Resumes: Objective Statements that Command Attention
The objective statement is one of the first sentences that an employer will read on your resume and it can be your opportunity to sell your resume and yourself. I would like to begin with a typical objective statement and then demonstrate how a few simple changes can turn any objective statement into an advertising tool that will get results.
Suppose I was looking for a sales associate position in a retail environment. My initial objective might look like this:
Objective: To obtain a sales associate position.
Many applicants use the objective statement entirely to tell employers what position the applicant is seeking. Sometimes applicants spice up their objectives as in the following example.
Objective: To obtain a challenging and rewarding sales associate position in a retail environment where I can utilize my skills and abilities.
I have read many objective statements like the one above and it contains two of the most common objective statement errors.
1) Asking for a treat - Employers care about their needs, not yours. Stating that you want a position that is rewarding, profitable, exciting, etc. is not going to motivate the employer to call you for an interview.
2) Generic and vague- I have read so many objective statements that mention skills and abilities without specifying what these skills and abilities actually are. Unless the employer feels that you have skills and abilities that match the needs of this position, you will not be called.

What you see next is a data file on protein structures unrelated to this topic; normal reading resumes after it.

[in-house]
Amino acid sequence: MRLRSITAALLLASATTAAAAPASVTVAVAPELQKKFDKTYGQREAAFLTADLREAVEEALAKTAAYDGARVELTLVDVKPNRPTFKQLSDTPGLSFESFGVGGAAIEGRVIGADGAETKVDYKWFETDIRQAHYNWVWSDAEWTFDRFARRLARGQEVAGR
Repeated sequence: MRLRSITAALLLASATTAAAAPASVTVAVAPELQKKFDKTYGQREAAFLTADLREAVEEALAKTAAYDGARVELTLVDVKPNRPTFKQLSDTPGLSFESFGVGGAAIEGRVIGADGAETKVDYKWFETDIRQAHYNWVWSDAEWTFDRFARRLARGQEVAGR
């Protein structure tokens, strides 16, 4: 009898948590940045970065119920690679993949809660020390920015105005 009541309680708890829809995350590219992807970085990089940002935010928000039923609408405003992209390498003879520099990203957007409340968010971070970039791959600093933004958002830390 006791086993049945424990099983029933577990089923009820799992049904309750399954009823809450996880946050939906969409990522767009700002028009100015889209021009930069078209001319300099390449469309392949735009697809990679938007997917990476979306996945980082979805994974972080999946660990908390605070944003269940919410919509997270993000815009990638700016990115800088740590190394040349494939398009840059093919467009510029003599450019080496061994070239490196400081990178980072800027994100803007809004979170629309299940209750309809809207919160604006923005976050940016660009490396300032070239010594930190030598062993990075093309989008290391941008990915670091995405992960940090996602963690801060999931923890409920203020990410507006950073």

Employers are going to have some questions for all applicants and I think we should address their concerns in the objective statement. Employers want to know:
What position/type of job you are applying for
What skills/experience/knowledge/personal qualities do you bring to the position
What the positive outcomes of hiring you will be
To obtain a sales associate position with Freddie's Fish Supplies where
I can utilize my 5 years of retail sales experience and friendly
personality to ensure customer satisfaction and repeat business (Tip:
you may have noticed I included the specific name of the employer in
the objective statement, I recommend doing this whenever possible)
What position am I applying for? Sales associate with Freddies Fish Supplies
Why should they hire me? I have 5 years retail sales experience and a friendly personality
What are the positive outcomes of hiring me? Customer satisfaction and repeat business
There are many ways to write an objective statement and I feel that including assets I bring to the position and positive outcomes for hiring me will make my objective stronger. I should also try to balance this information with the need to keep my objective as short and easier to read as possible. However you choose to write your objective I think it is important to consider the number one quesiton that all employers will have when reading your resume:
Why are you the right candidate for this position?
If you read your objective statement and it does not state why your are the right candidate for the position you are applying to, then there is still work to be done.
Good Luck, Good Resume Writing and Good Job Hunting
James Noblitt 5/10/09